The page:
Hoping to step up my base training now, hoping to add a weekly 80% session. Have a social meeting up at the track next Thursday too. Planning on doing a few "easy" 400s (target marathon pace of course!)
Brian... Glad you found the link useful.... Like i said earlier, I've read a lot of stuff on HADD training (am not anal, just like to confirm the benefits before committing to something), and the impression I got was John HADD seemed a bit pissed off in the way his training seemed to be mis-understood...
Most of us realise that the "HADD Approch Doc" with Joe and all that, is just about base training, but sometime's the confusion is, because of the high mileage (didn't Joe operate around 80. 100+ per week), that its some sort of marathon training... The reason for this according to John HADD, is when moving onto HADD 11(a) (5k to HM training) or HADD 11(b) (marathon training), that these programme's are so severe, that without the proper base training the body wouldn't coup......
Good luck with the move up to 80% session's..... Would like to get another race in before end of year, but don't think its going to happen... So will have to be content with the 75min @ 130HR sessions.....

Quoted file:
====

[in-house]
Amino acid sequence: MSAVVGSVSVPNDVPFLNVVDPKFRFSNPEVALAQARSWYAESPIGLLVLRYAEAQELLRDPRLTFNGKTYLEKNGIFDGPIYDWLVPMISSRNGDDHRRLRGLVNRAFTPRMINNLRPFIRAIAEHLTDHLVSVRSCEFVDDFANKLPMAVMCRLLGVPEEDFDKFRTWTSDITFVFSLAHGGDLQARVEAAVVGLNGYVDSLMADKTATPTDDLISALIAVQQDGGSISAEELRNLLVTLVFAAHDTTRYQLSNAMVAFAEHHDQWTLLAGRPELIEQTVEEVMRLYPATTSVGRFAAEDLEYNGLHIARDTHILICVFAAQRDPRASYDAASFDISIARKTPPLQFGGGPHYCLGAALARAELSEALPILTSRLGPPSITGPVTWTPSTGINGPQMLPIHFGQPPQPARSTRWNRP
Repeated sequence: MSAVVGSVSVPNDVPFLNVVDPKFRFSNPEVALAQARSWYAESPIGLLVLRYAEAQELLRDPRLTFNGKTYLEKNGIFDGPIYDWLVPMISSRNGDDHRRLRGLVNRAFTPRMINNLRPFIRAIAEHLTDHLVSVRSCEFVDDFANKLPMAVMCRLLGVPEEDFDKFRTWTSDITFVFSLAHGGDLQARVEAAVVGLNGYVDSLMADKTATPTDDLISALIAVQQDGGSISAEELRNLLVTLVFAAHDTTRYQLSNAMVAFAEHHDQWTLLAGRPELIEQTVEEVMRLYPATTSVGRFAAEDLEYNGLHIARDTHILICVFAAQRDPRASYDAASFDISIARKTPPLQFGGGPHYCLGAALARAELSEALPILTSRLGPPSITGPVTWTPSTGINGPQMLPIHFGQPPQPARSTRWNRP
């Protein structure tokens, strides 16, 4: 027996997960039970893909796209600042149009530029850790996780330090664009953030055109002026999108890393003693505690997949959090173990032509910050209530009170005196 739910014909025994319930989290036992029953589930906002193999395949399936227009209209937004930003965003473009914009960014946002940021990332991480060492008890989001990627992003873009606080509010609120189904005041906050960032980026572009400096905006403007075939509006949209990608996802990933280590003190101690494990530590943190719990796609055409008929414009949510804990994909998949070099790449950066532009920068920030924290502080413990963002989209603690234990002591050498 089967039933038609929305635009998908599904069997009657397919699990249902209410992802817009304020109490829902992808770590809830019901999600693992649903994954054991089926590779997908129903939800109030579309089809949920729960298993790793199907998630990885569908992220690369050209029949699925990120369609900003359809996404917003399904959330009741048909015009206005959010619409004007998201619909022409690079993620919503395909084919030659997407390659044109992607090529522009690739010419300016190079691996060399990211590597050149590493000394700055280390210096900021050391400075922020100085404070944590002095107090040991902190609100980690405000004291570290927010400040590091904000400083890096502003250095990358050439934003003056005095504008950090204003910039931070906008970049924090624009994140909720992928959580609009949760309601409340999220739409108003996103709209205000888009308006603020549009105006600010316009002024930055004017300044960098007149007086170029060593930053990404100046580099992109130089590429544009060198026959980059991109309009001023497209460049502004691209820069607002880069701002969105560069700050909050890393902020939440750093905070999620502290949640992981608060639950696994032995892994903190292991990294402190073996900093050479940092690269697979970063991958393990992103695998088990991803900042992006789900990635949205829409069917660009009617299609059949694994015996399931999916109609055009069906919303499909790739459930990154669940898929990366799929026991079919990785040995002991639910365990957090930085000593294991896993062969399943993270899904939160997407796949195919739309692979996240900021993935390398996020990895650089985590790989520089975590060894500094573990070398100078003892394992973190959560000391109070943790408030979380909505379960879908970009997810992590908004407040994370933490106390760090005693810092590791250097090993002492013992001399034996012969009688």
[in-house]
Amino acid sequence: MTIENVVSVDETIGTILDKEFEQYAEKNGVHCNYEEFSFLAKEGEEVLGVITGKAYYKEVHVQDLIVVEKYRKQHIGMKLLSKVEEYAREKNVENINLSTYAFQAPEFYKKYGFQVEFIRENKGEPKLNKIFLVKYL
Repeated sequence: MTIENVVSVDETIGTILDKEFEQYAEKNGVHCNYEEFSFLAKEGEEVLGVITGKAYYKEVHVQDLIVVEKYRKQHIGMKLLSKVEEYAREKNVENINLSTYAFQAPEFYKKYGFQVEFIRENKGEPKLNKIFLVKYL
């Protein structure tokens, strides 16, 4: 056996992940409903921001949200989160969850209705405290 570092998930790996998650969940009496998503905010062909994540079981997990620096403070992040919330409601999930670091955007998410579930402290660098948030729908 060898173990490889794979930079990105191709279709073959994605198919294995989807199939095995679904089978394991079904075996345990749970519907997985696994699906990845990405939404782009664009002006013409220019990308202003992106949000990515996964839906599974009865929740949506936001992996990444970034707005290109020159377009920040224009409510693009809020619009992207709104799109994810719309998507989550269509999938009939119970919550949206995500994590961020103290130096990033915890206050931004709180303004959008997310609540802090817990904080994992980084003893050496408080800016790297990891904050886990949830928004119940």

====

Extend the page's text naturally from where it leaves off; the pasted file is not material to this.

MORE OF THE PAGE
Only been able to manage 50mins on each of my last 2 runs, work getting in the way which is wrong on far too many levels. Did the same route on each, yesterday and today, pretty much trail all the way. Yesterday, a bit damp underfoot and no problem, today was like running through a river as the gales and heavy rain the UK had recently has hit the Fatherland. I must say though, felt like a kid splashing through the water, great fun.
Otherwise, training is going well and looking forward to the xmas break so I can get plenty more running in. I'm sure the OH won't mind.
Excellent link bluenose gives the hadd training programme in a more clear way . Patience is the game with hadd , as it says can take any were from 3- 5 months for a good dose of hadd depending on experience. I have been doing hadd now for 7 weeks and have seen a vast improvement on my times at an average heart rate of 140 they are 1min a mile quicker now from when i first started, and i feel alot stronger and able to run alot further . But at the beginning it hurt to run slow and everything ached , but now no pain and i feel i could go again after every run .
I am going to continue with hadd for as long as possible to get a good base so when i start another dose of hadd it wont take as long to build up to a good aerobic state.
Fellow hadders patience seems to be the key keep it going and enjoy.